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If $n\geq2$, then $n!$ is not a perfect square. The proof of this follows easily from Chebyshev's theorem, which states that for any positive integer $n$ there exists a prime strictly between $n$ and $2n-2$. A proof can be found here.

Two weeks and four days ago, one of my classmates told me that it's possible to prove that $n!$ is never a perfect square for $n\geq2$ without using Chebyshev's theorem. I've been trying since that day to prove it in that manner, but the closest I've gotten is, through the use of the prime number theorem, showing that there exists a natural number $N$ such that if $n\geq N$, $n!$ is not a perfect square. This isn't very close at all. I've tried numerous strategies over the past weeks and am now trying to use the Sylow theorems on $S_n$ to somehow show that $|S_n|$ can't be square (I haven't made any progress).

Was my classmate messing with me, or is there really a way to prove this result without Chebyshev's Theorem? If it is possible, can someone point me in the right direction for a proof?


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"Isn't close at all"? All but finitely many cases is almost the entire problem: if you can get effective bounds on $N$ you only need to check finitely many cases. But the PNT is much stronger than Bertrand's postulate. – Qiaochu Yuan Apr 9 '11 at 20:12
I'll take your suggestion and work on finding a bound tonight. However, the strategy of my prime number theorem proof was to prove what is essentially Chebyshev's theorem just for primes. I'm not sure if this would count as not using Chebyshev's theorem, since my (eventual?) proof could be extended to the all natural numbers if the $N$ for both of them is the same. I'll check, and maybe they'll be different, but hopefully there's another way to prove this that uses more elementary methods. – Lincoln Blackham Apr 9 '11 at 21:42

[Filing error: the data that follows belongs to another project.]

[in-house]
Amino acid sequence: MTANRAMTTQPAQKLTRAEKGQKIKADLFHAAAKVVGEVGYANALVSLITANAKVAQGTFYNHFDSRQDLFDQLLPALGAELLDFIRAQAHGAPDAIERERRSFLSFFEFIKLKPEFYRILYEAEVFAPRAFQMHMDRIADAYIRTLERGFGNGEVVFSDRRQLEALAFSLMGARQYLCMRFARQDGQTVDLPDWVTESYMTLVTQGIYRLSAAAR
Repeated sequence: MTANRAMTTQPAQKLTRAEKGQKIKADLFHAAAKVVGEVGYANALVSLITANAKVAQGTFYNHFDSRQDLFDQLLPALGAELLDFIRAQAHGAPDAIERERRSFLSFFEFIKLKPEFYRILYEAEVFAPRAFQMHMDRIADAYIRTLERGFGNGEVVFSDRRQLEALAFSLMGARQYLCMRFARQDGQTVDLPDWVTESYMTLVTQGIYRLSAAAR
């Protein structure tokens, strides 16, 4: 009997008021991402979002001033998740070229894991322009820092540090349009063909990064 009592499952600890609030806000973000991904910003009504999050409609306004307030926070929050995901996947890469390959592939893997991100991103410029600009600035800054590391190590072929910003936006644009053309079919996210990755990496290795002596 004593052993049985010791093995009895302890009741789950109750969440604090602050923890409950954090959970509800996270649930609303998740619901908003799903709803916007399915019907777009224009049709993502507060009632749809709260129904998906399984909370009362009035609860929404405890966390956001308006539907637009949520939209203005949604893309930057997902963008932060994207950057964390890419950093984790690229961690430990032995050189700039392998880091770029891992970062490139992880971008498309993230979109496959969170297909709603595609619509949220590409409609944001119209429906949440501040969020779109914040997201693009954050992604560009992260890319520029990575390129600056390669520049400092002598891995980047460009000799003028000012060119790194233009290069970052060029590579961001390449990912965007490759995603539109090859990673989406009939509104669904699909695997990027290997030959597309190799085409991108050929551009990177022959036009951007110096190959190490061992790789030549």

*Another possible approach: Can you find an argument that, say, $\binom {2k}{k}$ is not a square? – Phira Apr 18 '11 at 20:17
could you please clarify what you mean by 'doesn't use' Chebyshev's theorem? Having tried this problem independently without using betrand's postulate or chebyshev's theorem, I've proved that the statement doesn't always hold true if there isn't a prime between (1/2)n and n and must hold true if (i.e. only if) chebyshev's theorem is true. But would a proof that said that there must be a prime between (1/2)n and (3/4)n work? What I'm trying to say is, if a proof presented implies this theorem (which it has to), it could also be derived from it. Does that still make it valid as an alternative? – gebra Sep 5 at 10:00
Seems to be very hard to do without Chebyshev. Notice that $6! = 5 \cdot(12)^2$, so we must know that the prime $5$ exists between $3$ and $6$. – zhoraster Sep 9 at 4:45

1 Answer 1

Here is a way to do it. We'll need De Polignac's formula which is the statement that the largest $k$ such that $p^k$ divides $n!$ is $$k=\sum_{i}\lfloor\frac{n}{p^i}\rfloor.$$ Additionally, we'll take advantage of the fact that the function $\lfloor\frac{2n}{p}\rfloor-2\lfloor\frac{n}{p}\rfloor$ is only ever equal to $0$ or $1$.

Proof: Let's start with even numbers. Suppose that $(2n)!$ is a square. Then $\binom{2n}{n}=\frac{(2n)!}{n!n!}$ is a square as well, and we may write $$\binom{2n}{n}=\prod_{p\leq2n}p^{v_{p}}$$ where each $v_p$ is even. The critical observation is that for primes $p>\sqrt{2n}$ we have $v_{p}=\lfloor\frac{2n}{p}\rfloor-2\lfloor\frac{n}{p}\rfloor$, which must equal either $0$ or $1$, and since $v_p$ is even, we conclude that $v_{p}=0$ for $p>\sqrt{2n}$. This will lead to a contradiction as $\binom{2n}{n}$ cannot be composed of such a small number of primes - this would give impossibly strong upper bounds on the size of the central binomial coefficient.

For $p\leq\sqrt{2n}$, $$v_{p}=\sum_{i}\lfloor\frac{2n}{p^{i}}\rfloor-2\lfloor\frac{n}{p^{i}}\rfloor\leq\log_{p}2n$$ and so $p^{v_p}=\exp(v_p\log p)\leq\exp(\log(2 n))= 2n$, which gives the upper bound $$\binom{2n}{n}=\prod_{p\leq\sqrt{2n}}p^{v_{p}}\leq\left(2n\right)^{\sqrt{2n}}.$$ Expanding $(1+1)^{2n}$ there will be $2n+1$ terms of which $\binom{2n}{n}$ is the largest. This implies that $\binom{2n}{n}>\frac{2^{2n}}{2n+1}$, and since $$\frac{2^{2n}}{2n+1}>(2n)^{\sqrt{2n}}=2^{\sqrt{2n}\log_2(2n)}$$ for all $n> 18$, we conclude that $(2n)!$ is never a square.

To prove it for odd numbers, consider the quantity $\frac{(2n+1)!}{n!n!}$. Observing that $\lfloor\frac{2n+1}{p}\rfloor-2\lfloor\frac{n}{p}\rfloor$ only takes the values $0$ and $1$ for odd $p>1$ we see that the above proof carries through identically with a slight modification at the prime $2$.

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protected by Zev Chonoles Aug 28 at 7:04

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